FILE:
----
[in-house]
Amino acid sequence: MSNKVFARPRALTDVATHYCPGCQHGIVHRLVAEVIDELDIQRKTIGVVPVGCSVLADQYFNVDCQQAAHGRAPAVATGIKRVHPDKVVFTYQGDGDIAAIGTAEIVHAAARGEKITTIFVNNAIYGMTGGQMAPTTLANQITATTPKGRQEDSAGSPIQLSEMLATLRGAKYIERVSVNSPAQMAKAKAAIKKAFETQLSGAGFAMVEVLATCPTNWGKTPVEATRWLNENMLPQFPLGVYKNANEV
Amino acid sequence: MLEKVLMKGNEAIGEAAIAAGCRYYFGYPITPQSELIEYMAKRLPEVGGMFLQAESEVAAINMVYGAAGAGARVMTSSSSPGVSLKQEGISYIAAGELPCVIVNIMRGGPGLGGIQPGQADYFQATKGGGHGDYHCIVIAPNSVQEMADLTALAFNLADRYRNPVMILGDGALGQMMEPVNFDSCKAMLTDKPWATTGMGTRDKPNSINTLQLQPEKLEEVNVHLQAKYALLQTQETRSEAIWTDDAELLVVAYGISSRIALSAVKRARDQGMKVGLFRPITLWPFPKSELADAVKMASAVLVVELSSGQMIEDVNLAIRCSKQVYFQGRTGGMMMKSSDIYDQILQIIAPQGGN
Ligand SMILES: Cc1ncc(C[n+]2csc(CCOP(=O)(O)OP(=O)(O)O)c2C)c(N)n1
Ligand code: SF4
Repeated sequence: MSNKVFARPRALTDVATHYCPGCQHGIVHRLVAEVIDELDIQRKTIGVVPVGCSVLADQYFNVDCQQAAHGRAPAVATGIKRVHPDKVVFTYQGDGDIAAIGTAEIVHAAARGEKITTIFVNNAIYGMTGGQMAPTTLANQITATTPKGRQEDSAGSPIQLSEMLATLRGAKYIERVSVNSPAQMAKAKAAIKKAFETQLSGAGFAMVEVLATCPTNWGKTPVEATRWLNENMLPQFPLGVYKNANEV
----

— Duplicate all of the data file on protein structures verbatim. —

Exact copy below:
[in-house]
Amino acid sequence: MSNKVFARPRALTDVATHYCPGCQHGIVHRLVAEVIDELDIQRKTIGVVPVGCSVLADQYFNVDCQQAAHGRAPAVATGIKRVHPDKVVFTYQGDGDIAAIGTAEIVHAAARGEKITTIFVNNAIYGMTGGQMAPTTLANQITATTPKGRQEDSAGSPIQLSEMLATLRGAKYIERVSVNSPAQMAKAKAAIKKAFETQLSGAGFAMVEVLATCPTNWGKTPVEATRWLNENMLPQFPLGVYKNANEV
Amino acid sequence: MLEKVLMKGNEAIGEAAIAAGCRYYFGYPITPQSELIEYMAKRLPEVGGMFLQAESEVAAINMVYGAAGAGARVMTSSSSPGVSLKQEGISYIAAGELPCVIVNIMRGGPGLGGIQPGQADYFQATKGGGHGDYHCIVIAPNSVQEMADLTALAFNLADRYRNPVMILGDGALGQMMEPVNFDSCKAMLTDKPWATTGMGTRDKPNSINTLQLQPEKLEEVNVHLQAKYALLQTQETRSEAIWTDDAELLVVAYGISSRIALSAVKRARDQGMKVGLFRPITLWPFPKSELADAVKMASAVLVVELSSGQMIEDVNLAIRCSKQVYFQGRTGGMMMKSSDIYDQILQIIAPQGGN
Ligand SMILES: Cc1ncc(C[n+]2csc(CCOP(=O)(O)OP(=O)(O)O)c2C)c(N)n1
Ligand code: SF4
Repeated sequence: MSNKVFARPRALTDVATHYCPGCQHGIVHRLVAEVIDELDIQRKTIGVVPVGCSVLADQYFNVDCQQAAHGRAPAVATGIKRVHPDKVVFTYQGDGDIAAIGTAEIVHAAARGEKITTIFVNNAIYGMTGGQMAPTTLANQITATTPKGRQEDSAGSPIQLSEMLATLRGAKYIERVSVNSPAQMAKAKAAIKKAFETQLSGAGFAMVEVLATCPTNWGKTPVEATRWLNENMLPQFPLGVYKNANEV